But he would probably argue that it’s not an issue of economics and financial feasibility but a matter of principle. Which is a fair point — you shouldn’t be expected to back down on something just because it’s not something immediately pressing to your personal safety, or in his case, simply because he can afford it. But in this case, the ‘how’ is far more important than the ‘what’ and ‘whys’.

At least it should become more important with age.

There was a time when scathingly implicating the royal family for the suicide of a nurse (back in 2012), on a fairly weak argument may be considered ‘punk’ and ‘anti-establishment’. In fact it was something you would probably easily attribute to the gawky and socially awkward 25-year old Morrissey, one that would nonchalantly speak his mind with little care on consequence. Not to mention subsequently instructing his band to wear ‘We Hate William and Kate’ shirts on stage. Back in 1985, that would’ve been considered funny for a younger Morrissey. But for a 55-year old, that just reeks of pettiness and immaturity. In fact, it may have had the opposite effect, making him seem like a disillusioned ‘fan’ who couldn’t quite admit to his fascination with the royal couple and has instead decided to flock to the other tangent and be aggressively opposing towards them instead. For many of his peers, my guess would be they may not have bothered to even stoop as low as to offer a complain …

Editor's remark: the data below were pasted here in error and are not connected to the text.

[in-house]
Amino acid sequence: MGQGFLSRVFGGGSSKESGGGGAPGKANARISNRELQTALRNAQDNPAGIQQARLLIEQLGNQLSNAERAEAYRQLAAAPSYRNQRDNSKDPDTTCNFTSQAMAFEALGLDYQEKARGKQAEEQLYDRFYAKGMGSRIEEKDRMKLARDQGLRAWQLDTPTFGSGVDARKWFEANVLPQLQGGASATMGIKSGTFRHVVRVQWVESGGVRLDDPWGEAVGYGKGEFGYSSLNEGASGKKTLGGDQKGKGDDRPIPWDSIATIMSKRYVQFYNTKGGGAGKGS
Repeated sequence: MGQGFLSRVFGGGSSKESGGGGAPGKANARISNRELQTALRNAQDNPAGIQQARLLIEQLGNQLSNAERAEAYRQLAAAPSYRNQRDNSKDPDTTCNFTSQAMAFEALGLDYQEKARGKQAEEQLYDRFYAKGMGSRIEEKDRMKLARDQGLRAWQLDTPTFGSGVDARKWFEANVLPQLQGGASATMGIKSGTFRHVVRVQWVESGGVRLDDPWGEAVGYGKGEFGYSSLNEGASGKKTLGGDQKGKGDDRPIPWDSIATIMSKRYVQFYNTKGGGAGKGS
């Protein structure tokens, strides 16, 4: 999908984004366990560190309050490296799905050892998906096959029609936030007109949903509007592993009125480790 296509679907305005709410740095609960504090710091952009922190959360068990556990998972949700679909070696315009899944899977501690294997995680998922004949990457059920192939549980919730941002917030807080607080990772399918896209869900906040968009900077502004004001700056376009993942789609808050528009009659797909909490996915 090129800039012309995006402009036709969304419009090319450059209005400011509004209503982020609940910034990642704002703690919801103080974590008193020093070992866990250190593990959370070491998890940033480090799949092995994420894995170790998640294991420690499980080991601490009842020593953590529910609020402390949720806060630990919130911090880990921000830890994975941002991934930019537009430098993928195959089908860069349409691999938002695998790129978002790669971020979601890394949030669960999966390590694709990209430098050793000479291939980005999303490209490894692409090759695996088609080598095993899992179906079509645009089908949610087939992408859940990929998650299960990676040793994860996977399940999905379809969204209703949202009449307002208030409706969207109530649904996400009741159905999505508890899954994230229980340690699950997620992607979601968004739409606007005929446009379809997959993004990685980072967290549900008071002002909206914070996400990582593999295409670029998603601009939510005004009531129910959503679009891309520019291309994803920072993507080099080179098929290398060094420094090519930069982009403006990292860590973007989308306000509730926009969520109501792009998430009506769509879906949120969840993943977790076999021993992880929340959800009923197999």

Or how about his statement after the Breivik Norwegian massacre, equating the lives of the 77 people who died to being ‘nothing compared to what happens in McDonald’s and Kentucky Fried shit every day’. Look, no one is for a moment belittling the vanguards of animal rights activists, but timing, or at least developing a better handle of it, is expected with age and maturity. He clearly showed he had none of the latter when he blurted this out to a bewildered Warsaw crowd back in 2011. And we have not even mentioned him referring to Chinese people as a ‘subspecies’. That was particularly hard for me to take.

“Don’t talk to me about people who are ‘nice’ cause I have spent my whole life in ruins because of people who are ‘nice’ — Morrissey”

As I grow older I find myself battling with these same dilemmas — am I gradually becoming a parody of my younger self? I think there is a time and place for you in your lifetime to go through a huge gamut of feelings, emotions and reactions but they don’t always work in every single facet of your lifetime. Each of them has/had a time and place, and like a jigsaw puzzle, they are not meant to be slotted where they don’t belong. Much like how it would be unbecoming for a 25-year old to be behaving, reacting and speaking like his 5-year old self, it’s similarly unbecoming for a 55-year old to be responding to situations like a person half his age.